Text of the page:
James writes of two types of glory, the glory of Jesus Christ (2:1,5,13) and the glory of wealth. His point in this passage is that we use one glory or the other to assess people. [Audio | Notes]
For further thought
- James writes of two types of glory, the glory of Jesus Christ (1,5,13) and the glory of wealth. His point in this passage is that we use one glory or the other to assess people.
- How does our culture defer to the wealthy, famous and powerful?
- The Bible also teaches that honour is due to those to whom honour is due (Romans 13:7). How does this differ from favouring the wealthy, famous and powerful?
- Why are we judges with evil thoughts if we show favouritism towards the rich? (4)
- Why does the glory of Christ put the poor on the same standing as the rich in the church?
- James is about to go onto some harsh words about the wealthy and there are more harsh words to come (4:13 to 5:6) – does he mean that it is wrong to be wealthy and right to be poor? (see also: 1Timothy 6:17-19 and Luke 16:1-14)
- What does this passage teach us about how to welcome people into our worship services?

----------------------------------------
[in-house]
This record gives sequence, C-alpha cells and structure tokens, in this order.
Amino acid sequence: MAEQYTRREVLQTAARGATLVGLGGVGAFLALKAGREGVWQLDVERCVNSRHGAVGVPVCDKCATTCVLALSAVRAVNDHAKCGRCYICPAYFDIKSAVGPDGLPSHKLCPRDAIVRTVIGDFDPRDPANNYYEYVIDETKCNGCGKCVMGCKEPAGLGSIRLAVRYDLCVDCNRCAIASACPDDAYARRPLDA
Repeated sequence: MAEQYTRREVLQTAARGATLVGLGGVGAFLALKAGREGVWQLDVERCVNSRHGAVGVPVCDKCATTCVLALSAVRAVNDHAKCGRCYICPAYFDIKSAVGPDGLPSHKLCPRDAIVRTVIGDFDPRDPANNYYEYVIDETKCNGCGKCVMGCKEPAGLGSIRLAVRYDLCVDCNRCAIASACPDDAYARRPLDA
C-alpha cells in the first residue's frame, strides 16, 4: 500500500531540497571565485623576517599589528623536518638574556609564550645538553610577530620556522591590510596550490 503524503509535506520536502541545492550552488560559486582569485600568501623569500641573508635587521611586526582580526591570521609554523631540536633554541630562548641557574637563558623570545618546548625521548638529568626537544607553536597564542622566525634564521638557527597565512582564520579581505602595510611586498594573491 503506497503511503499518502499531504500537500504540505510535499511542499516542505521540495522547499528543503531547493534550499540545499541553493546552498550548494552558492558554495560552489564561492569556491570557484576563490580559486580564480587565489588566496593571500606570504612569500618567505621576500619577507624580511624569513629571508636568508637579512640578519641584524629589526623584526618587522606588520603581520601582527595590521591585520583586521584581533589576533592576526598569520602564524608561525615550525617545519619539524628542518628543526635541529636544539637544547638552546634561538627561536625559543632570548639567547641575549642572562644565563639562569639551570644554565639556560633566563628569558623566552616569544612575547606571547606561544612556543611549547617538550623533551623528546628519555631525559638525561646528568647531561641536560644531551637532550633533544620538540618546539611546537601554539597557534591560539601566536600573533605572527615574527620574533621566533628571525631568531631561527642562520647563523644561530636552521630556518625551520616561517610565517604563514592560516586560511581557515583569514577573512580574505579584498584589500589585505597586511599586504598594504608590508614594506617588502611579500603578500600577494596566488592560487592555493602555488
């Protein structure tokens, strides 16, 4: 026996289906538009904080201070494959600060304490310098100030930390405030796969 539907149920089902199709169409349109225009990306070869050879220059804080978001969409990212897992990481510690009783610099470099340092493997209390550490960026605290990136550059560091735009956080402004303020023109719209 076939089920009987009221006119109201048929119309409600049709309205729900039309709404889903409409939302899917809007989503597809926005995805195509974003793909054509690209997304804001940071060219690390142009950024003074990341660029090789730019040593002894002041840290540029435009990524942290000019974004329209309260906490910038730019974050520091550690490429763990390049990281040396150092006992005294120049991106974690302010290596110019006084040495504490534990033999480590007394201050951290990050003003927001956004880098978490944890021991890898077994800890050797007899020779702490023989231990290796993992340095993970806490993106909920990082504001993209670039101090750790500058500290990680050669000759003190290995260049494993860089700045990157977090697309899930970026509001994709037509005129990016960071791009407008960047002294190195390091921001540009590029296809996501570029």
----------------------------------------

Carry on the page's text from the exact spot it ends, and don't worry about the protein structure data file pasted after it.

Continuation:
- How does money answer everything (Ecclesiastes 10:19) in church circles today?
- James does not romanticise poverty or excuse the abuse of power that riches can bring. In his day it was a legal procedure for a lender to seize a debtor in the streets and, literally, drag them into court (Matthew 18:1-35 illustrates this legal right as well as teachings of Jesus about how we view the poor and the rich), but James points out that God has chosen the poor to be rich in faith and heirs of his kingdom. What is the evidence for this choice of God in Biblical and church history?
- What is some of the wealth of the kingdom, the riches of faith, which any believer can have now and which cannot be purchased?
- If this world is not the final world what should be our attitude to the things we gain in this world?
- James is making the point that if we break one part of the moral code of the Old Testament law then we are guilty of breaking all of it. If we fail the Royal Law (that is, the Law of the King and his Kingdom – see: Leviticus 19:18, Matthew 22:29 or Mark 12:33, Romans 13:8-10, Galatians 5:14) to love our neighbours as ourselves, because we are showing favour to the wealthy, then there may be no mercy for us if we have not been merciful to others in turn (13). What does James mean by the law of liberty in verse 12?
- How has mercy triumphed over judgement in Christ’s kingdom?
- Why are we judged by the standards we use to assess others? (13, see also: Matthew 6:12, 7:1-5).